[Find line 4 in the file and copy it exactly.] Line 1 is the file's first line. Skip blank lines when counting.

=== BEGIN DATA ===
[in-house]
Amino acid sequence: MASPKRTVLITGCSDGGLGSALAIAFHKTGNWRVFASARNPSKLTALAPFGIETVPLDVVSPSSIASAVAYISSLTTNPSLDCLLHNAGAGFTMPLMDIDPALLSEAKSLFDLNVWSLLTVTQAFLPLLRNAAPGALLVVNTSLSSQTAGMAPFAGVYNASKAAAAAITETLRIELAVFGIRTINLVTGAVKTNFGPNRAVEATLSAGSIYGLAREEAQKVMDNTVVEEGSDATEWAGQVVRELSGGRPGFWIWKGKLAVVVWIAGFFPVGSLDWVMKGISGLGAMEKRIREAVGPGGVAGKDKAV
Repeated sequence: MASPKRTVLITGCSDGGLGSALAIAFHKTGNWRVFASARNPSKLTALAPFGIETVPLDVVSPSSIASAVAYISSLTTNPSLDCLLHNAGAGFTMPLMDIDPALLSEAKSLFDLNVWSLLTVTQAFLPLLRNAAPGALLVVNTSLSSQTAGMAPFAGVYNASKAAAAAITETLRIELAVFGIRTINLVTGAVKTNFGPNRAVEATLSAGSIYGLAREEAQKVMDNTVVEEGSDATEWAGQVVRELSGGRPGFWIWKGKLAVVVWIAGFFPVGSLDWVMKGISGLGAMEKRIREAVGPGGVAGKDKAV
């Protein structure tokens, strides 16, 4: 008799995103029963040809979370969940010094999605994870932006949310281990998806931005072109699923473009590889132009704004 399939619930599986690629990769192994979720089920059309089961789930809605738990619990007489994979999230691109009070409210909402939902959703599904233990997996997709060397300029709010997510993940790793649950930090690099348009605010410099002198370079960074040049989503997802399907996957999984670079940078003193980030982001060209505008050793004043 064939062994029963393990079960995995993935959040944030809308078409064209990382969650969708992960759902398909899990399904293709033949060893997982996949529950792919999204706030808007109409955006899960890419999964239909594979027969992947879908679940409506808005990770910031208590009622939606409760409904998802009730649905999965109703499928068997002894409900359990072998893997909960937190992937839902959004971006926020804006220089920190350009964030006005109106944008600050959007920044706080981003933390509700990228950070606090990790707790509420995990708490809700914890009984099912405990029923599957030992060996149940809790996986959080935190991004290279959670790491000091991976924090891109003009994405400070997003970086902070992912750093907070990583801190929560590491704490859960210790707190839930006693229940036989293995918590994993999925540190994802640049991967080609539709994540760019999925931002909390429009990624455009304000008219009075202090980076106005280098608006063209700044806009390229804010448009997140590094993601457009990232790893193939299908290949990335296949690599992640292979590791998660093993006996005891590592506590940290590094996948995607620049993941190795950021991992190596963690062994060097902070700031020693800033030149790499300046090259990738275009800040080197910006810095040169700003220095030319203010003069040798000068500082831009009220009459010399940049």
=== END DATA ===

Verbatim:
């Protein structure tokens, strides 16, 4: 008799995103029963040809979370969940010094999605994870932006949310281990998806931005072109699923473009590889132009704004 399939619930599986690629990769192994979720089920059309089961789930809605738990619990007489994979999230691109009070409210909402939902959703599904233990997996997709060397300029709010997510993940790793649950930090690099348009605010410099002198370079960074040049989503997802399907996957999984670079940078003193980030982001060209505008050793004043 064939062994029963393990079960995995993935959040944030809308078409064209990382969650969708992960759902398909899990399904293709033949060893997982996949529950792919999204706030808007109409955006899960890419999964239909594979027969992947879908679940409506808005990770910031208590009622939606409760409904998802009730649905999965109703499928068997002894409900359990072998893997909960937190992937839902959004971006926020804006220089920190350009964030006005109106944008600050959007920044706080981003933390509700990228950070606090990790707790509420995990708490809700914890009984099912405990029923599957030992060996149940809790996986959080935190991004290279959670790491000091991976924090891109003009994405400070997003970086902070992912750093907070990583801190929560590491704490859960210790707190839930006693229940036989293995918590994993999925540190994802640049991967080609539709994540760019999925931002909390429009990624455009304000008219009075202090980076106005280098608006063209700044806009390229804010448009997140590094993601457009990232790893193939299908290949990335296949690599992640292979590791998660093993006996005891590592506590940290590094996948995607620049993941190795950021991992190596963690062994060097902070700031020693800033030149790499300046090259990738275009800040080197910006810095040169700003220095030319203010003069040798000068500082831009009220009459010399940049």